The inflammatory mechanisms first recognize invading pathogenic molecular patterns via a group of pattern recognition receptors (PRRs), such as Toll-Like receptors (TLRs). TLRs recognize molecular patterns shared by pathogens and activate inflammatory cells like NF-κB and produce inflammatory cytokines and chemokines to start the resolution process [23]. In the present study, when the LPS is inhaled into the pulmonary alveoli, it is recognized by the cell surface TLRs, thus initiating the immune response against pathogens in macrophages, subsequently producing inflammatory mediators in response to the pathogens [24]. The present study supports that TLRs (TLR4, TLR2) decrease and phosphorylated (active) IκB (p-IκB) and NF-κB p65 increase in COPD model rats, and further increase pro-inflammatory cytokines, while Feikang granules protect these inflammatory responses. However, whether the Feikang granules also trigger the upstream of anti-inflammatory signaling pathways, such as TGF-β, need to be further investigated [18, 25].

Traditional Chinese herbal medicines have been used for thousands of years, most taken orally, to improve the human body’s ability to fight against diseases by improving the internal microenvironment. The herbal medicines with minimal adverse effects could sever as new therapeutic treatment strategies [26]. Actually, some Chinese herbal medicines have been reported to improve pulmonary function and overall quality of life [11, 27,28,29], and most of our recipes can be found in previous literature. Feikang granules not only prevent the inflammatory responses as the dexamethasone does, but also improve pulmonary function in ways that the dexamethasone cannot. These results suggest that Chinese herbal medicine may provide an alternative for the treatment of COPD. However, further studies are necessary to further investigate the other aspects of Feikang granules, including their possible adverse effects or toxicity in normal or COPD rats.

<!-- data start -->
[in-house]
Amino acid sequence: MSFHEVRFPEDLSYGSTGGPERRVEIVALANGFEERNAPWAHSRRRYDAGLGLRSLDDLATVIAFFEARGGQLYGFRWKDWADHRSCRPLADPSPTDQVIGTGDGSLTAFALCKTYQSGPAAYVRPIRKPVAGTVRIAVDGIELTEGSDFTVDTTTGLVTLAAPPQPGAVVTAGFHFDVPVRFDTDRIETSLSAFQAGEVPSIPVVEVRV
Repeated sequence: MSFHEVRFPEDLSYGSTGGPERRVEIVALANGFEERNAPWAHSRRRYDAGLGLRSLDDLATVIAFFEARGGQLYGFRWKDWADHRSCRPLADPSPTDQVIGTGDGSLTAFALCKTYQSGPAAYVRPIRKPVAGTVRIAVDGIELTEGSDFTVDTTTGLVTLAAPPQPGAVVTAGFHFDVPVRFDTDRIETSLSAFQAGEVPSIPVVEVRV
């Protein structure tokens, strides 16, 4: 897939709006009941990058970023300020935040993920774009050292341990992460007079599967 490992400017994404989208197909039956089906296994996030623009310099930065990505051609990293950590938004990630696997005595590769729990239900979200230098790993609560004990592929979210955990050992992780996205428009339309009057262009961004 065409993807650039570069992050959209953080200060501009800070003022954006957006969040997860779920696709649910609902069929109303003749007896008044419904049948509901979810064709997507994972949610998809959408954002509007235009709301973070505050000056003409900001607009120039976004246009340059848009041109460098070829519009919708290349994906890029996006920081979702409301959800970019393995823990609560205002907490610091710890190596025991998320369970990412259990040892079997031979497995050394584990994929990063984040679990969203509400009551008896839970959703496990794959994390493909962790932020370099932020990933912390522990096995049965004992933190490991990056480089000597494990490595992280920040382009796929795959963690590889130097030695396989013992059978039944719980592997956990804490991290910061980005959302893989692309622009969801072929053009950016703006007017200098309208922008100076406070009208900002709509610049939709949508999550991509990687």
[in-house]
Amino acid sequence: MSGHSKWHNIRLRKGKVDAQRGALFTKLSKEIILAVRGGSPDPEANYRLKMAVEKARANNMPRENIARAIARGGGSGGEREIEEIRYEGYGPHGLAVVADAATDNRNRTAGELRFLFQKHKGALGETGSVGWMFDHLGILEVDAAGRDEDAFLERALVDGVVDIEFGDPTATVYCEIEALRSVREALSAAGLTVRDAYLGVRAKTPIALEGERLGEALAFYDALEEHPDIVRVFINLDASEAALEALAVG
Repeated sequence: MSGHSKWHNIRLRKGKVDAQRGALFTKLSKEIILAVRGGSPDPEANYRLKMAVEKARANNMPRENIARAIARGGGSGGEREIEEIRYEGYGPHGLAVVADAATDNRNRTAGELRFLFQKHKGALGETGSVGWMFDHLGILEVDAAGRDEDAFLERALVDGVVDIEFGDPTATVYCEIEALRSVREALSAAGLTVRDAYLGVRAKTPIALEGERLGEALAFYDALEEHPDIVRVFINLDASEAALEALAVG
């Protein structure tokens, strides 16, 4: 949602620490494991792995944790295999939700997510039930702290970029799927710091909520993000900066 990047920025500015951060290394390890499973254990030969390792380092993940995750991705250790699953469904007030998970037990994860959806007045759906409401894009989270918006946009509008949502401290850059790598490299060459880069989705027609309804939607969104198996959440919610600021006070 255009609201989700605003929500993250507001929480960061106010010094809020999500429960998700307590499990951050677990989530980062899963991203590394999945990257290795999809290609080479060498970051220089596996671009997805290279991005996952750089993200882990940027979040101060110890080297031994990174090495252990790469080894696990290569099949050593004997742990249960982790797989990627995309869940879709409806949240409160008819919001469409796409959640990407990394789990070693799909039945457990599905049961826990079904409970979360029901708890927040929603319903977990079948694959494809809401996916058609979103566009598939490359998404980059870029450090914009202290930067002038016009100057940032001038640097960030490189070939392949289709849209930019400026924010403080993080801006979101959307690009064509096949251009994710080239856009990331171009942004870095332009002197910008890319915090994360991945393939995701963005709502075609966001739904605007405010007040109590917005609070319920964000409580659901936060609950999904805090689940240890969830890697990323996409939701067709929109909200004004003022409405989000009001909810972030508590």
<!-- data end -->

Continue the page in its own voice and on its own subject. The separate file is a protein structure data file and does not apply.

Conclusion

In conclusion, present study using cigarette-smoking combined with the LPS rat model demonstrated that the inflammatory responses increased as TNF-α, IL-1β, IL-6, and IL-17 levels elevated and led to the pulmonary dysfunction and pathological changes. The TLR4/NF-kB signaling pathway mediated the mechanism of action. Chinese herbal medicine formula Feikang granules prevented pulmonary inflammation and improved pulmonary function, suggesting that Feikang granules might be an effective treatment for chronic pulmonary diseases, such as COPD.

Availability of data and materials

The more detailed data used to support the findings of this study are available from the corresponding author upon request.

Abbreviations

AP1:

Activator protein 1

BAL:

Broncho-alveolar lavage

BALF:

Broncho-alveolar lavage fluid

COPD:

Chronic obstructive pulmonary disease

IRF’s:

Interferon regulatory factors;

LPS:

Lipopolysaccharide

LTA:

Lipotoeic acid

NF-κB:

Nuclear factor kappa-light-chain-enhancer

MCP-1:

Monocyte chemoattractant protein-1

MIP-1α:

Macrophage inflammatory protein-1α

PEF:

Peak of expiratory flow

PIF:

Peak of inspiratory flow

PRRs:

Pattern recognition receptors

STAT:

Signal Transducers and Activators of Transcription family of transcription factors

TLRs:

Toll-like receptors

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Acknowledgements

We would like to thank Ms. Barbara Stern for her editing of the manuscript.

Funding

This work was supported by a Youth Research Talents Training Project of the First Affiliated Hospital of Guangzhou University of Traditional Chinese Medicine (2017QN04) (L.Y). and the National Natural Science Foundation of China (No. 81904132). Funding was for the experimental materials, reagents, and equipment.

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L.Y, M.W., and X.L. designed the experiments and wrote the manuscript. L.Y., M. W, K.W. and Y.W. performed the experimental work. L.Y. corrected the data and perfected the data analysis. All authors discussed, edited, and approved the final version of the manuscript.

Corresponding author

Correspondence to Liuliu Yang.

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Animals were reared and handled strictly according to the obligations of the Animal Ethics Committee of Guangzhou University of Chinese Medicine and the guidelines for the care and use of laboratory animal from the National Institute of Health. This protocol was approved by the Animal Ethics Committee of Guangzhou University of Chinese Medicine.

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Yang, L., Wen, M., Liu, X. et al. Feikang granules ameliorate pulmonary inflammation in the rat model of chronic obstructive pulmonary disease via TLR2/4-mediated NF-κB pathway. BMC Complement Med Ther 20, 170 (2020). https://doi.org/10.1186/s12906-020-02964-x

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Keywords

  • Chinese herbal medicine
  • Chronic obstructive pulmonary disease
  • Inflammatory cytokines
  • Toll-like receptors